President Trump Presses On

Written by James Harte from Orbex

In his first week of official Presidency, Donald Trump has signed a wave of executive orders intended to demonstrate his commitment to keeping his election promises. While some of the policies will take longer to draft and implement, such as tax reform, others are taking immediate effect, including trade policy.

In one of the first key changes, President Trump pulled out of the Trans-Pacific Partnership, and although it had little chance of passing Congress and offered only small prospective gains to GDP, the loss is still symbolic.

High on the list of the new President’s priorities is re-negotiating NAFTA. Mexico & Canada account for around 30% of US trade and so will be a key focus for Trump. It is not known yet whether tariffs on Mexican and Chinese imports, which current stand at 35% and 45% respectively, will be levied. Indeed, more pressure is being applied, even on a firm by firm basis and protectionism is now looking likely to pose a bigger threat than first expected and is likely to weigh on growth while pushing prices higher.

Negative Effects of Trade Restrictions

Trade barriers will shrink import availability, reduce choices, push prices higher, weaken competition and could slow both innovation and productivity. Of the consumer prices likely to react first are those which change frequently and have a relatively high import content such as alcohol. If on the other hand, tariffs were imposed on raw materials a tariff could take longer to filter through the production chain and into consumer prices.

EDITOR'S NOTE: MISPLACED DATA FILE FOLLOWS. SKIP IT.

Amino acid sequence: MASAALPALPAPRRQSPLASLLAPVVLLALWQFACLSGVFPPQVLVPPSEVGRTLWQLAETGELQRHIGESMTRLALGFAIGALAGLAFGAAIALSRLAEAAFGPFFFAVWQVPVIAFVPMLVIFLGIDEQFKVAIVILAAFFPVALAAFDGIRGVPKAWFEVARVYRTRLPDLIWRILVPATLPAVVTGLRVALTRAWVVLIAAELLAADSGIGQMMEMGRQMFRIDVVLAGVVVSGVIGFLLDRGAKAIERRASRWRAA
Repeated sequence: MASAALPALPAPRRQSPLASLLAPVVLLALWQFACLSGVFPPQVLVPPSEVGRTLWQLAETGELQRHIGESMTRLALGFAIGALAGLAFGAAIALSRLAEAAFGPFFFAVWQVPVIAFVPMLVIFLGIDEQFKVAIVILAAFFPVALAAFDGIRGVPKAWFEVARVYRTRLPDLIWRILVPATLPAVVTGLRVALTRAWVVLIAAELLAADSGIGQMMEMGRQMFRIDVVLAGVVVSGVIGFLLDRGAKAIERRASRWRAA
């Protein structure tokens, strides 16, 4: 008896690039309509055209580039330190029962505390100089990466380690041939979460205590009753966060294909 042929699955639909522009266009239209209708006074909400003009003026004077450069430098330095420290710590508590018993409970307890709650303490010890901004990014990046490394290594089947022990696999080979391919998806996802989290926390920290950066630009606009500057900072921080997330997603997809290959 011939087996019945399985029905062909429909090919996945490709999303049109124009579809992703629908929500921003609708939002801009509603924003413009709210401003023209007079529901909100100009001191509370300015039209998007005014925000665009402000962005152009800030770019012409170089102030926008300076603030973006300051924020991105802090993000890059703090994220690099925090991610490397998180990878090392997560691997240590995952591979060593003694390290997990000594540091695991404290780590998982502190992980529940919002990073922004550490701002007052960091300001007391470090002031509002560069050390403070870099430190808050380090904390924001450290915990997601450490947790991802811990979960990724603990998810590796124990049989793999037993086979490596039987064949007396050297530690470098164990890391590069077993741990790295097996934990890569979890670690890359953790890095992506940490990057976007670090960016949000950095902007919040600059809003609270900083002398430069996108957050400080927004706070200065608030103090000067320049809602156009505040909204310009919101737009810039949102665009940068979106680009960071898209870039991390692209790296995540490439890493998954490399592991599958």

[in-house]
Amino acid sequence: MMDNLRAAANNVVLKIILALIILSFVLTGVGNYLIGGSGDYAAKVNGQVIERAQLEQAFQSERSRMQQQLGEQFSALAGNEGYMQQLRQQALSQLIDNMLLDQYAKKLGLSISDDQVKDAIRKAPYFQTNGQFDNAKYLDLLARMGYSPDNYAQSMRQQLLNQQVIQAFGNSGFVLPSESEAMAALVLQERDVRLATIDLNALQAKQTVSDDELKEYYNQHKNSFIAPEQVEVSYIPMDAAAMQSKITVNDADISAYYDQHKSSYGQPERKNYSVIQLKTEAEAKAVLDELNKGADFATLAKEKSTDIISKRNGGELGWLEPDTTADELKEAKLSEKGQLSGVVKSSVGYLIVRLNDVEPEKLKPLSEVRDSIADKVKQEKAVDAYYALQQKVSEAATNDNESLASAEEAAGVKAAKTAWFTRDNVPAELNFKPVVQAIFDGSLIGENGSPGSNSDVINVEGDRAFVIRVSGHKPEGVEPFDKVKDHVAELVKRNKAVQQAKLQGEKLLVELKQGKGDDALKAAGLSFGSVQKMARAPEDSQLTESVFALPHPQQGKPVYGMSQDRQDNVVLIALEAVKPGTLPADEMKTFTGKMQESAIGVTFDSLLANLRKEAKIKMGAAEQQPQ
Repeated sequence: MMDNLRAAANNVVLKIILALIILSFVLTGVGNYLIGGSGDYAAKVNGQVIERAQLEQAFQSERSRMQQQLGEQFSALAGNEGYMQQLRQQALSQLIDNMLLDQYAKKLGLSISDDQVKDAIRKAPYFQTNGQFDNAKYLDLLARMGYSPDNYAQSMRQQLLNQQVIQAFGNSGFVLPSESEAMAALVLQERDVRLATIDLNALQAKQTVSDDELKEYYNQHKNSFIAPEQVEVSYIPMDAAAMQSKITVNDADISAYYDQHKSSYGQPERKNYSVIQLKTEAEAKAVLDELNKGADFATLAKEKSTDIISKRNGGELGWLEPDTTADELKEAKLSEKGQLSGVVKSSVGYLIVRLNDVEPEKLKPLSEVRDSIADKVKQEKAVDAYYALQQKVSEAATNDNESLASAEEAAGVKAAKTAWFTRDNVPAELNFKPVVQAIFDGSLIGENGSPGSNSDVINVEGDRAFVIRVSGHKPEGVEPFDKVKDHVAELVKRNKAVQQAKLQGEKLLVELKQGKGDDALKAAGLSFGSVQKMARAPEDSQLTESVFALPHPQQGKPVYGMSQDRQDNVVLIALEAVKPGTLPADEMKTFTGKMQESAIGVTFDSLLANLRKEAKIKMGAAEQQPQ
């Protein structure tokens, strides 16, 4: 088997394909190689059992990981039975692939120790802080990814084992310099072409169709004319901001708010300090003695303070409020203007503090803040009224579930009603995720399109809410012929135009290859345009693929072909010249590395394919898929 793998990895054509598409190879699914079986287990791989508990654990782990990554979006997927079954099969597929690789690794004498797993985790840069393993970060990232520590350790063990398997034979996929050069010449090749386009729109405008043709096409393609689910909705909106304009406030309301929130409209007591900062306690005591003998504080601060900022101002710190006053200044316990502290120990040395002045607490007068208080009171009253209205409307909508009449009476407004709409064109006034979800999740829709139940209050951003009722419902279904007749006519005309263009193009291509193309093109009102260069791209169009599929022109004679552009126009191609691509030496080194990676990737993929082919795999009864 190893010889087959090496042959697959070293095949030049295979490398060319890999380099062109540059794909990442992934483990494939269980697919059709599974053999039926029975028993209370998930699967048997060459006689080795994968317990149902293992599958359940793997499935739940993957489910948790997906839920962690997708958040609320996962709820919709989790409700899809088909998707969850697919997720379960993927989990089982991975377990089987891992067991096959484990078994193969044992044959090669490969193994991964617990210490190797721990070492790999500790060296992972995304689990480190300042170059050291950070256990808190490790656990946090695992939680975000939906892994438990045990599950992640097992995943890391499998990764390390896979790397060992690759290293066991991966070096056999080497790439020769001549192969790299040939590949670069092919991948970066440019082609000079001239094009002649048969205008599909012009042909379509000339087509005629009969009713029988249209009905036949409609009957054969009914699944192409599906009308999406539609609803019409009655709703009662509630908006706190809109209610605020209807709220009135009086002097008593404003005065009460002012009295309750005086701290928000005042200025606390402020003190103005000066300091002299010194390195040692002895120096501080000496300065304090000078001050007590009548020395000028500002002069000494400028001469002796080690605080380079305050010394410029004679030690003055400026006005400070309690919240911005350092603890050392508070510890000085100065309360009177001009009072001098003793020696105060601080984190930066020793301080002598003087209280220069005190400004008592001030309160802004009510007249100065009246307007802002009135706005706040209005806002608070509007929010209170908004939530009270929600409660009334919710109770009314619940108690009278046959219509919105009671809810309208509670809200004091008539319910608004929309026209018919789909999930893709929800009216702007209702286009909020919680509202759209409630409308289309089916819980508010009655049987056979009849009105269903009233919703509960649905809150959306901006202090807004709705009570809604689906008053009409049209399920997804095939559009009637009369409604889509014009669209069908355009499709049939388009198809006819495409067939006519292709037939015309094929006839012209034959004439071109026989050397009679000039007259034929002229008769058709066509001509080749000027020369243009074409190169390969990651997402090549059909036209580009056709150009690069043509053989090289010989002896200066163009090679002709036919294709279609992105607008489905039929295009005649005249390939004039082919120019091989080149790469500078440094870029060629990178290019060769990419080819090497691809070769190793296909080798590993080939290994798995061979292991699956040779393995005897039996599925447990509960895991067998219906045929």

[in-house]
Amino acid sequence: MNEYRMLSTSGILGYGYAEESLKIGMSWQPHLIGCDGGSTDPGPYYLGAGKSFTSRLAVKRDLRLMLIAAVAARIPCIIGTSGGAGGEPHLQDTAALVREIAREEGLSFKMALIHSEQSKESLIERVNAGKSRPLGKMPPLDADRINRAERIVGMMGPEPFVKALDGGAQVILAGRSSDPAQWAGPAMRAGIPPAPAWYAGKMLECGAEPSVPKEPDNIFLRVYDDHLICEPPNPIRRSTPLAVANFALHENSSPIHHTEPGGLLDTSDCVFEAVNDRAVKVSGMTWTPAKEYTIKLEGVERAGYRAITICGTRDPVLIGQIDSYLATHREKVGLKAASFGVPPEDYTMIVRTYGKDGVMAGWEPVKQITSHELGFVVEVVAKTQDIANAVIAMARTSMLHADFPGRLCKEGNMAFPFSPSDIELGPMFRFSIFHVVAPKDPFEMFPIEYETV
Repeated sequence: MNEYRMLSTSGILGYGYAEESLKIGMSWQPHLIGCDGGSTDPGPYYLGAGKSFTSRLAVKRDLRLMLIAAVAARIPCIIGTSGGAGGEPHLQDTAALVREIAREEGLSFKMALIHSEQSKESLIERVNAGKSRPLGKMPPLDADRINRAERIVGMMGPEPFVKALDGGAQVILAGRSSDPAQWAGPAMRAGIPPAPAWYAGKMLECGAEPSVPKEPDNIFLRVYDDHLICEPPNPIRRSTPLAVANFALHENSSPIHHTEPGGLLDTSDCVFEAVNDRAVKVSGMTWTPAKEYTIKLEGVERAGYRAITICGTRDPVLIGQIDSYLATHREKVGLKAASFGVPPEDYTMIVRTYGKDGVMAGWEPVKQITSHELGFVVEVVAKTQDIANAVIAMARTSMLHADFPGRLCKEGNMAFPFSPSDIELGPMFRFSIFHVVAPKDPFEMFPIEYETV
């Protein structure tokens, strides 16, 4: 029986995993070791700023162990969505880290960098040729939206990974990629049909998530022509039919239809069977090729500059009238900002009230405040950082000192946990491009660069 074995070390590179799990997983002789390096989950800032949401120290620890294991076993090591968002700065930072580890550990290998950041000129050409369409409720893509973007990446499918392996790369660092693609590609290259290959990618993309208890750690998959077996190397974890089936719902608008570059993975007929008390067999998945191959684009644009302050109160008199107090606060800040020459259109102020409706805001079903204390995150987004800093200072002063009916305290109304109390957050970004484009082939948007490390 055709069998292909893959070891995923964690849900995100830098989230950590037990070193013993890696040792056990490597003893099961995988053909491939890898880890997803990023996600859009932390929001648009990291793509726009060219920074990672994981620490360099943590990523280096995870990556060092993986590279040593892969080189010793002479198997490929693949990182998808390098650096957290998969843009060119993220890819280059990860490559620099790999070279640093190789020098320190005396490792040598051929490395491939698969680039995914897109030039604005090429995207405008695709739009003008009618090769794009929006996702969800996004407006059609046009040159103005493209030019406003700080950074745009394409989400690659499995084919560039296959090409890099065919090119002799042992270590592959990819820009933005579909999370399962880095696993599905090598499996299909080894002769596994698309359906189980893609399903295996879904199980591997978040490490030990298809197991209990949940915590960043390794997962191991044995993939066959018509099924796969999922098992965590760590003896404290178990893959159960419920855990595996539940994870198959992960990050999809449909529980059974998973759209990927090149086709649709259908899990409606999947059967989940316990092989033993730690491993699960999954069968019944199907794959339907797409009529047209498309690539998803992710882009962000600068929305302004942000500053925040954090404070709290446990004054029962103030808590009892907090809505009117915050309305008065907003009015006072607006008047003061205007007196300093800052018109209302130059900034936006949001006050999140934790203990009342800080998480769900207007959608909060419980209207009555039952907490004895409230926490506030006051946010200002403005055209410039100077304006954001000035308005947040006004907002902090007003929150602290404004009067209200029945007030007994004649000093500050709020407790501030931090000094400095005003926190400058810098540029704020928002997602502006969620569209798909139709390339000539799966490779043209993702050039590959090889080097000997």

Higher prices will weigh on real incomes and consumption, and although some industries will do better, such as domestic car production, losses will be spread more widely as prices rise, capping consumption. In the political environment, large gains for small groups could pay off as losses can be spread more thinly.  With the economy at full employment, it is hard to see a net gain in output unless protectionist policies significantly raise US investment and therefore, capacity.

Lower output is actually more likely than higher output, especially if there are retaliatory trade restrictions leading to a trade conflict. In terms of gauging potential losses, the Peterson Institute have argued that protectionist policies could result in a recession. However, others have argued that losses would be more moderate such as only 0.5% of GDP. It mainly depends on the intensity of the actions and the extent of possible retaliation.

How Would This Affect the Fed?

Higher prices and lower growth would present a challenge for the Fed. A Fed rate hike would likely only be appropriate in response to higher prices if second round effects materialized. Risk premia, would likely be higher than now, but the currency effects are unclear, this is partly because some large holders of US treasuries could be caught up in a trade conflict with the US, and also because a competitive devaluation against USD could be a clear response to US tariffs.

If China exported less to the US as a result of trade restrictions, it might be tempted to try and gain market share in Europe. This suggests the need for lower prices, through a devaluation of CNY,  which would be disinflationary for the Eurozone as China accounts for 14%  of Eurozone imports.

This could actually support Eurozone consumer incomes, though if the US implemented trade restrictions, it is likely that the impact on Eurozone growth from any gain in Eurozone consumer incomes would be negated by reduced exports and or lower confidence. If global trade volumes contracted, then this would clearly have an impact on the Eurozone, especially on large exporter nations such as  Germany.


Traders now await the US FOMC decision tonight. Last time around the Fed noted that they were awaiting further information regarding the policies of the incoming administration. The vital part for the Fed will be Trump’s proposed fiscal expenditure which has yet to be confirmed. So for now, the Fed is likely to remain on hold again and note that while recent economic data continues to support their proposed rate path, uncertainty remains.